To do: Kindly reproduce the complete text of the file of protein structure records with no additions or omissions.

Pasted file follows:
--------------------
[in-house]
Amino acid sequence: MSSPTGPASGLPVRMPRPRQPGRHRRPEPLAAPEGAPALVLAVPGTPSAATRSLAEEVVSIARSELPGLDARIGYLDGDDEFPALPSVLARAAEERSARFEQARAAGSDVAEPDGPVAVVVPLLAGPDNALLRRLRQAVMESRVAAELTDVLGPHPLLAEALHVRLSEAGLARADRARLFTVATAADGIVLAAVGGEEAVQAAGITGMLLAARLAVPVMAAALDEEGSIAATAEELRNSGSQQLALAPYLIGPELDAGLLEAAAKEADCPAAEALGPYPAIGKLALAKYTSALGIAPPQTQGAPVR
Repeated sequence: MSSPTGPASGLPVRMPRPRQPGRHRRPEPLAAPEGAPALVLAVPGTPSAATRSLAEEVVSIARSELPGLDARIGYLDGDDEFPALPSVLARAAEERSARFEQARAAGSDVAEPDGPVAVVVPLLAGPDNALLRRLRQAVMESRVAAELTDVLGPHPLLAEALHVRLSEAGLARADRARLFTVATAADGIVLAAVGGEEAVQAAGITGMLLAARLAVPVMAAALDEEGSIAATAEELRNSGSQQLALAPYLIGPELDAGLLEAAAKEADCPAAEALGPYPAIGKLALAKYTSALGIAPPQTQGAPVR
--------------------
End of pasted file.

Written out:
[in-house]
Amino acid sequence: MSSPTGPASGLPVRMPRPRQPGRHRRPEPLAAPEGAPALVLAVPGTPSAATRSLAEEVVSIARSELPGLDARIGYLDGDDEFPALPSVLARAAEERSARFEQARAAGSDVAEPDGPVAVVVPLLAGPDNALLRRLRQAVMESRVAAELTDVLGPHPLLAEALHVRLSEAGLARADRARLFTVATAADGIVLAAVGGEEAVQAAGITGMLLAARLAVPVMAAALDEEGSIAATAEELRNSGSQQLALAPYLIGPELDAGLLEAAAKEADCPAAEALGPYPAIGKLALAKYTSALGIAPPQTQGAPVR
Repeated sequence: MSSPTGPASGLPVRMPRPRQPGRHRRPEPLAAPEGAPALVLAVPGTPSAATRSLAEEVVSIARSELPGLDARIGYLDGDDEFPALPSVLARAAEERSARFEQARAAGSDVAEPDGPVAVVVPLLAGPDNALLRRLRQAVMESRVAAELTDVLGPHPLLAEALHVRLSEAGLARADRARLFTVATAADGIVLAAVGGEEAVQAAGITGMLLAARLAVPVMAAALDEEGSIAATAEELRNSGSQQLALAPYLIGPELDAGLLEAAAKEADCPAAEALGPYPAIGKLALAKYTSALGIAPPQTQGAPVR